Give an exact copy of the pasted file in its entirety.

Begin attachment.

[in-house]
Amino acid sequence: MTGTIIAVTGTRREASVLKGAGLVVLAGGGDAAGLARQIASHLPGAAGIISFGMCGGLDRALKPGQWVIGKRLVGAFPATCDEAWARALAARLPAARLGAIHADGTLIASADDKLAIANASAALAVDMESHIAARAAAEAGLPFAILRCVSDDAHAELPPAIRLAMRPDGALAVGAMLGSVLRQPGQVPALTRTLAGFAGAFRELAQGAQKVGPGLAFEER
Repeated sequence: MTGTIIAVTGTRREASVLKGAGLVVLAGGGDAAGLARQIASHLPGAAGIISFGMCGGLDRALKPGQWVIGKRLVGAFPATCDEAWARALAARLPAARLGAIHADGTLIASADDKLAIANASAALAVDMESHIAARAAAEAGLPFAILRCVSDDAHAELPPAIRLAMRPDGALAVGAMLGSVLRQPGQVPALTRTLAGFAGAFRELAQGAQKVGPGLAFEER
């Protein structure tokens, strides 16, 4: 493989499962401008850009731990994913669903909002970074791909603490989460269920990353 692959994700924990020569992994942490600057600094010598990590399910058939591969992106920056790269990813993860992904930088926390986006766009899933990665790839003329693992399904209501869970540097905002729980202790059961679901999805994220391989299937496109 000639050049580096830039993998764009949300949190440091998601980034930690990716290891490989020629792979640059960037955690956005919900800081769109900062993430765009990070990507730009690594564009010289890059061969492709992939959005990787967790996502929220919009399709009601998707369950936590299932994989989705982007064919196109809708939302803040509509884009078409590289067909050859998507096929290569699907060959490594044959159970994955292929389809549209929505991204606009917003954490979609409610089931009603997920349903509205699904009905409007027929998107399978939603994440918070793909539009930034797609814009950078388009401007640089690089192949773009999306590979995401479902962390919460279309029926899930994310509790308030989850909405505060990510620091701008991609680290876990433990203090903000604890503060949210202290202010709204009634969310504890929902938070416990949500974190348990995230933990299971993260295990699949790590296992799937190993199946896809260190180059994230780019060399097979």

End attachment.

[in-house]
Amino acid sequence: MTGTIIAVTGTRREASVLKGAGLVVLAGGGDAAGLARQIASHLPGAAGIISFGMCGGLDRALKPGQWVIGKRLVGAFPATCDEAWARALAARLPAARLGAIHADGTLIASADDKLAIANASAALAVDMESHIAARAAAEAGLPFAILRCVSDDAHAELPPAIRLAMRPDGALAVGAMLGSVLRQPGQVPALTRTLAGFAGAFRELAQGAQKVGPGLAFEER
Repeated sequence: MTGTIIAVTGTRREASVLKGAGLVVLAGGGDAAGLARQIASHLPGAAGIISFGMCGGLDRALKPGQWVIGKRLVGAFPATCDEAWARALAARLPAARLGAIHADGTLIASADDKLAIANASAALAVDMESHIAARAAAEAGLPFAILRCVSDDAHAELPPAIRLAMRPDGALAVGAMLGSVLRQPGQVPALTRTLAGFAGAFRELAQGAQKVGPGLAFEER
């Protein structure tokens, strides 16, 4: 493989499962401008850009731990994913669903909002970074791909603490989460269920990353 692959994700924990020569992994942490600057600094010598990590399910058939591969992106920056790269990813993860992904930088926390986006766009899933990665790839003329693992399904209501869970540097905002729980202790059961679901999805994220391989299937496109 000639050049580096830039993998764009949300949190440091998601980034930690990716290891490989020629792979640059960037955690956005919900800081769109900062993430765009990070990507730009690594564009010289890059061969492709992939959005990787967790996502929220919009399709009601998707369950936590299932994989989705982007064919196109809708939302803040509509884009078409590289067909050859998507096929290569699907060959490594044959159970994955292929389809549209929505991204606009917003954490979609409610089931009603997920349903509205699904009905409007027929998107399978939603994440918070793909539009930034797609814009950078388009401007640089690089192949773009999306590979995401479902962390919460279309029926899930994310509790308030989850909405505060990510620091701008991609680290876990433990203090903000604890503060949210202290202010709204009634969310504890929902938070416990949500974190348990995230933990299971993260295990699949790590296992799937190993199946896809260190180059994230780019060399097979």